It was an ordinary fall day; full of puffy clouds and a cool breeze that smelled faintly of leaves. My window was down and my short, dark hair was snapping back and forth, lightly stinging my freckled cheeks. Tortoise colored sunglasses covered half my face and kept the sun’s rays from reaching my blue eyes and the smile on my face touched my ears; a sign that all was right and beautiful in the world.
The black leather on my minivan’s seat was getting just enough sun to be warm to the touch, radiating heat onto my shoulders. My girls, one and five, were giggling happily as I sang along to the 90’s hip-hop song drifting from the speakers.
I knew each word with precision, of course.
I signaled to switch lanes, cautious that I was clear, and checked my blind spot. As I turned my head back to facing front, a small, shiny Civic darted across three lanes like a silver bullet and cut my black swagger wagon off.
On instinct, I gasped, whaled on my horn, and slammed on my brakes sending freshly bought produce sailing through my vehicle, now coming to an abrupt stop. A bottle of delicious red wine rolled all the way to the console, still wearing the white plastic bag and somehow brand new baby wipes ended up in my lap.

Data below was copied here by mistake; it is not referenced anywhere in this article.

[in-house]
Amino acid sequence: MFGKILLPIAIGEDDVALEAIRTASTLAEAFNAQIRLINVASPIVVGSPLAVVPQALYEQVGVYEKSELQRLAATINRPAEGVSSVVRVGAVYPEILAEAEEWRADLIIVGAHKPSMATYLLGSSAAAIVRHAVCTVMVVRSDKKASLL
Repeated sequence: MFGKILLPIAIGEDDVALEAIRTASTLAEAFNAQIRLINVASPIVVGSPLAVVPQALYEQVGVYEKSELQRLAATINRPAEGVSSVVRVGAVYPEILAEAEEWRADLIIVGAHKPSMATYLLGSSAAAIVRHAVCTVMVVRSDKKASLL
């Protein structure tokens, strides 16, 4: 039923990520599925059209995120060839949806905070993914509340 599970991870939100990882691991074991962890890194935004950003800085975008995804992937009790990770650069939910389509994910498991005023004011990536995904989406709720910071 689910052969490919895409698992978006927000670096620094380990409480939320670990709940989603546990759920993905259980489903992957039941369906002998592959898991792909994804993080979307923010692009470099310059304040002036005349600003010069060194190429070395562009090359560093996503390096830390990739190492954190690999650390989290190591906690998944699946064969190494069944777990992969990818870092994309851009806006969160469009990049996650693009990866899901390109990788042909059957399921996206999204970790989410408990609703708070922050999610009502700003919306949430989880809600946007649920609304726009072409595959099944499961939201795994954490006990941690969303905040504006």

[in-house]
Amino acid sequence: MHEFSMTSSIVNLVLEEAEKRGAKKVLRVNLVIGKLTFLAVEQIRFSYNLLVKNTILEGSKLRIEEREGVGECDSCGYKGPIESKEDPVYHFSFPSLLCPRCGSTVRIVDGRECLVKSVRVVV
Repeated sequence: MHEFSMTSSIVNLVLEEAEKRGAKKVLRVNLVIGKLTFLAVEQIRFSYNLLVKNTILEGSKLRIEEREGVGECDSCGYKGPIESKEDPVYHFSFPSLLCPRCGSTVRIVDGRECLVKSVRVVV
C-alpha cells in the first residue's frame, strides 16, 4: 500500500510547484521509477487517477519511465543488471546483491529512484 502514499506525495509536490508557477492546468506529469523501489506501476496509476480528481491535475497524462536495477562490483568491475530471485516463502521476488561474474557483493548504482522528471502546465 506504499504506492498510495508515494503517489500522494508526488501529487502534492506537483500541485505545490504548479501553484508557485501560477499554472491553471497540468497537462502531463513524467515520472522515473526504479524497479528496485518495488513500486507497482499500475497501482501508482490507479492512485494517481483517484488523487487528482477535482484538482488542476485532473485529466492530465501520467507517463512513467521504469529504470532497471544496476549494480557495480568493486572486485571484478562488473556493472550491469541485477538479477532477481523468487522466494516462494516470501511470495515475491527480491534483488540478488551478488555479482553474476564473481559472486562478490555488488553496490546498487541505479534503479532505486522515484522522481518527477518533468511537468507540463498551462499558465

My eyes rushed up to the rear-view and thankfully my girls were still smiling. “Are you alright?” I asked my oldest.
“Yep,” she answered. The kids barely even noticed. Knowing all limbs were in tact, the New-York-angry-driver in me took over.
I pulled my black-on-black Dodge next to the Civic and offered my biggest grin to the driver, a girl wearing obnoxiously massive hoop earrings. This woman’s ignorance behind the wheel could have easily turned my good day sideways, but it didn’t.
I passed her and, still providing a full smile, I gave her the bird.
My daughter saw my finger and asked, “Was that the sign language for ‘no,’ Momma?” her voice pure and sweet like honey.
I barely contained a laugh before answering, “It was something like that.”
It was still an ordinary fall day; full of puffy clouds and a cool breeze that smelled faintly of leaves.
By the grace of something greater, all was still right in the world.